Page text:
According to an aspect of the present invention for achieving the object, there is provided a method of controlling a variable damper, which comprises the steps of (a) detecting vehicle body accelerations other than a desired vehicle body acceleration of a vehicle body; (b) calculating the desired vehicle body acceleration based on the other detected vehicle body accelerations according to a geometric rule; (c) calculating vehicle body vertical velocities by filtering the vehicle body accelerations to eliminate DC offsets therefrom and integrating the filtered accelerations; (d) detecting accelerations of front right/left vehicle wheels; (e) calculating front wheel vertical velocities by filtering the detected accelerations of the front right/left wheels to eliminate DC offsets therefrom and integrating the filtered accelerations, and then calculating accelerations of rear wheels by time delaying the accelerations of the front wheels by a time interval taken while a road input to the front wheel is delivered to the rear wheel at a vehicle speed; and (f) calculating damper velocities based on the calculated vehicle body vertical velocities and the calculated vehicle wheel vertical velocities.

BRIEF DESCRIPTION OF THE DRAWINGS

The above and other objects, features and advantages of the present invention will become apparent from the following description of a preferred embodiment given in conjunction with the accompanying drawings, in which:

FIG. 1 shows a variable damper mounted to a vehicle;

FIG. 2 is a diagram illustrating the relationship between a vertical velocity of a vehicle Vs and a vertical velocity of a wheel Vu;

FIG. 3 is a block diagram illustrating s system for implementing a method of controlling a variable damper for a vehicle according to the present invention;

FIG. 4 is a table used to determine whether to perform a final control in response to a motion of a vehicle body and damper according to the present invention; and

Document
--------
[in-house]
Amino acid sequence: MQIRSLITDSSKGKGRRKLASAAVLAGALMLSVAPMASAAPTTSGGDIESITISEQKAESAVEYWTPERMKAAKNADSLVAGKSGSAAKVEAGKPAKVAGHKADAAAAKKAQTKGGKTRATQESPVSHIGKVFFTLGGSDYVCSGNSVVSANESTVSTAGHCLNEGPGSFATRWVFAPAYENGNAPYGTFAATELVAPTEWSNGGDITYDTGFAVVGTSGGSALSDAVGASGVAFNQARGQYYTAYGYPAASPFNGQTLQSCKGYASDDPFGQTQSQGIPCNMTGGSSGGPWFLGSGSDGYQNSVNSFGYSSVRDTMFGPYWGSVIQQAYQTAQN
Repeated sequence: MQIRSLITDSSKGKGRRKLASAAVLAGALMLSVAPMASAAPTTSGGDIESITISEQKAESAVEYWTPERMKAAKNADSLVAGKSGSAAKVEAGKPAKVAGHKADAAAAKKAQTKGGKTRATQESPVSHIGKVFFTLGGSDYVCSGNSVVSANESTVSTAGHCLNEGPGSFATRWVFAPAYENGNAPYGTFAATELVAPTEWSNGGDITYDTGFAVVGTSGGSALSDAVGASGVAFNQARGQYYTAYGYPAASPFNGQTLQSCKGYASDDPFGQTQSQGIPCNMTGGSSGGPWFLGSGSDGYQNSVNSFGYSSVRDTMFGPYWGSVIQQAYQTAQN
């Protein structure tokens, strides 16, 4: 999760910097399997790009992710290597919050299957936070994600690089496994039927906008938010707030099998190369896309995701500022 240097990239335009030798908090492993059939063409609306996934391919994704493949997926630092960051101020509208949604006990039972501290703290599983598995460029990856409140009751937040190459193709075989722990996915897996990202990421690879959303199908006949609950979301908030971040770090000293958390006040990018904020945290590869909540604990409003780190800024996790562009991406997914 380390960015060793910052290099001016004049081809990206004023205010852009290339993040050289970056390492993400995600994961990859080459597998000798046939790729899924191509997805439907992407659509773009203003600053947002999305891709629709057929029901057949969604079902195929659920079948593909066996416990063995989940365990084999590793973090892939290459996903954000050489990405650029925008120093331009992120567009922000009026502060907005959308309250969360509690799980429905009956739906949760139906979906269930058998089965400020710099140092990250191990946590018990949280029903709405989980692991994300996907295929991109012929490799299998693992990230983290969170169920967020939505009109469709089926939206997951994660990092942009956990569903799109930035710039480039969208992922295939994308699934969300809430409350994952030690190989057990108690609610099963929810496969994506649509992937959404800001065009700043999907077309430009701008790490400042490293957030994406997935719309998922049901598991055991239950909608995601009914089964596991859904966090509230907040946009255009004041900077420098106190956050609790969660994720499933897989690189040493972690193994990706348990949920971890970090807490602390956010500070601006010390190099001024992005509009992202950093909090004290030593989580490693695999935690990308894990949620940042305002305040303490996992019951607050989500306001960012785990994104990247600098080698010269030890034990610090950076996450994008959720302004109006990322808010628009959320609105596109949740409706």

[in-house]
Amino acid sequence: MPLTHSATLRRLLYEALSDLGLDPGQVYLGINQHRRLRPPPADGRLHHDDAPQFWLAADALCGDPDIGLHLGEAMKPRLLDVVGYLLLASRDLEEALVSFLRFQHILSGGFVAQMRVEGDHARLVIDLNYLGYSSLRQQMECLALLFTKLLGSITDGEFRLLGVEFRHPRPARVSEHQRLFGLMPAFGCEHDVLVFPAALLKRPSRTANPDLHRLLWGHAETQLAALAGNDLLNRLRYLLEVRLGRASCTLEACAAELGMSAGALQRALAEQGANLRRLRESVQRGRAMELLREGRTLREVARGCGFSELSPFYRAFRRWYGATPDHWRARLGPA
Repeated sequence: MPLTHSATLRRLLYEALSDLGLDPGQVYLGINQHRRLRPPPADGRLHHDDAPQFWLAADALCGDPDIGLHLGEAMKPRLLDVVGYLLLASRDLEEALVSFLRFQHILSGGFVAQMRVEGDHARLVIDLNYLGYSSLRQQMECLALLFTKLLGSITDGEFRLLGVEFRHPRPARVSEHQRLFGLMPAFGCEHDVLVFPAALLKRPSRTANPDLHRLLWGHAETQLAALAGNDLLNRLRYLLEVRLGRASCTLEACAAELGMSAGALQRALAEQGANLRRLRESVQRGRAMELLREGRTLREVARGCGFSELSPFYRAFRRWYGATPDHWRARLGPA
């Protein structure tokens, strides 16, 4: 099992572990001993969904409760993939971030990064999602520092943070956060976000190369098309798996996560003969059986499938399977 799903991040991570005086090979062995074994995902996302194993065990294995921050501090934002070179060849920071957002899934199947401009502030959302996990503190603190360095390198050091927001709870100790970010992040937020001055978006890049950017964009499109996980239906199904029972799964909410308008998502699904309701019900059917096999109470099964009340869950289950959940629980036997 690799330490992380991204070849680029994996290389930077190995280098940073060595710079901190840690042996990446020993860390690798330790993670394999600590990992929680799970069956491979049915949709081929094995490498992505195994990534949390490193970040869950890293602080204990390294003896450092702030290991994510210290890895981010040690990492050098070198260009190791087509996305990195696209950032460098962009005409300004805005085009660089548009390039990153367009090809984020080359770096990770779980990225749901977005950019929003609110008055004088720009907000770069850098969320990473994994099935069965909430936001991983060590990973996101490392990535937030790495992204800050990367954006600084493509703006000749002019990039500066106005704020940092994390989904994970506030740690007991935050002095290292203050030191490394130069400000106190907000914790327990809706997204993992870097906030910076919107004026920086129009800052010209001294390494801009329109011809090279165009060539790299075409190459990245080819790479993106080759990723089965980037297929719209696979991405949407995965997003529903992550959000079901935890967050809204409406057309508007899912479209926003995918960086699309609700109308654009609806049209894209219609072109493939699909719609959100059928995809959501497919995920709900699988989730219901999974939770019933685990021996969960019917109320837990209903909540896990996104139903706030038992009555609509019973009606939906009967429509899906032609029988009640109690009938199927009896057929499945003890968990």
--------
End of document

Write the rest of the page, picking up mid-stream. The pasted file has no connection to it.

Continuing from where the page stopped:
FIG. 5 is a flowchart illustrating the method of controlling a variable damper for a vehicle according to the present invention.

DETAILED DESCRIPTION OF THE PREFERRED EMBODIMENT

A plurality of preferred embodiments of the present invention may be presented. Hereinafter, a preferred embodiment of the present invention will be described in detail with reference to the accompanying drawings. Those skilled in the art will be able to easily understand the above and other objects, features and advantages of the present invention through the preferred embodiment of the present invention.

FIG. 3 is a block diagram illustrating a method of controlling a variable damper in a vehicle according to the present invention. Referring to FIG. 3, a system for controlling a variable damper according to the present invention comprises a vehicle body sensor unit 10, a vehicle body vertical velocity calculation unit 20, a low pass filter (LPF) 30, a D/F calculation unit 40, a four-wheel distribution unit 45, a vehicle wheel sensor unto 50, a vehicle wheel vertical velocity calculation unit 60, a damper velocity calculation unit 70, a Sky-hook determination unit 80, and a load determination unit 90.

The vehicle body sensor unit 10 is configured to output a voltage from 0 to 5 V. In particular, an arbitrary voltage (e.g., 2.5 V) is outputted when a vehicle is stationary. At this time, it is expressed as IG of a vertical acceleration of gravity at the ground. The vehicle body sensor unit 10 includes a FR G sensor 11 installed at a front right side of the vehicle body to detect the vertical acceleration, a FL G sensor 13 installed at a front left side of the vehicle body to detect the vertical acceleration and a RR G sensor 15 installed at a rear right side of the vehicle body to detect the vertical acceleration. Further, the vehicle body sensor unit transfers the detected FR, FL and RR accelerations to an adder 21 in the vehicle body vertical velocity calculation unit 20.

The vehicle body vertical velocity calculation unit 20 includes the adder 21, a high pass filter (HPF) 23, and an integrator 25. The adder 21 receives the FR, FL and RR accelerations detected, respectively, by the FR, FL and RR G sensors 11, 13 and 15 in the vehicle body sensor unit 10, estimates the other remaining RL acceleration according to a geometric rule that one surface is defined by three points, and then provides the estimated RL acceleration to the HPF 23.

The HPF 23 receives the vertical accelerations, i.e. the FR, FL, RR and RL accelerations, from the adder 21 and then performs the filtering operations for eliminating DC offsets from the respective received vertical accelerations to transfer the resultant accelerations to the integrator 25.

The integrator 25 calculates vehicle body vertical velocities by integrating the respective vertical accelerations, i.e. FR, FL, RR and RL accelerations, from which the DC offsets have been previously eliminated by the HPF 23, and then transfers the calculated vertical velocities to the LPF 30 and the damper velocity calculation unit 70.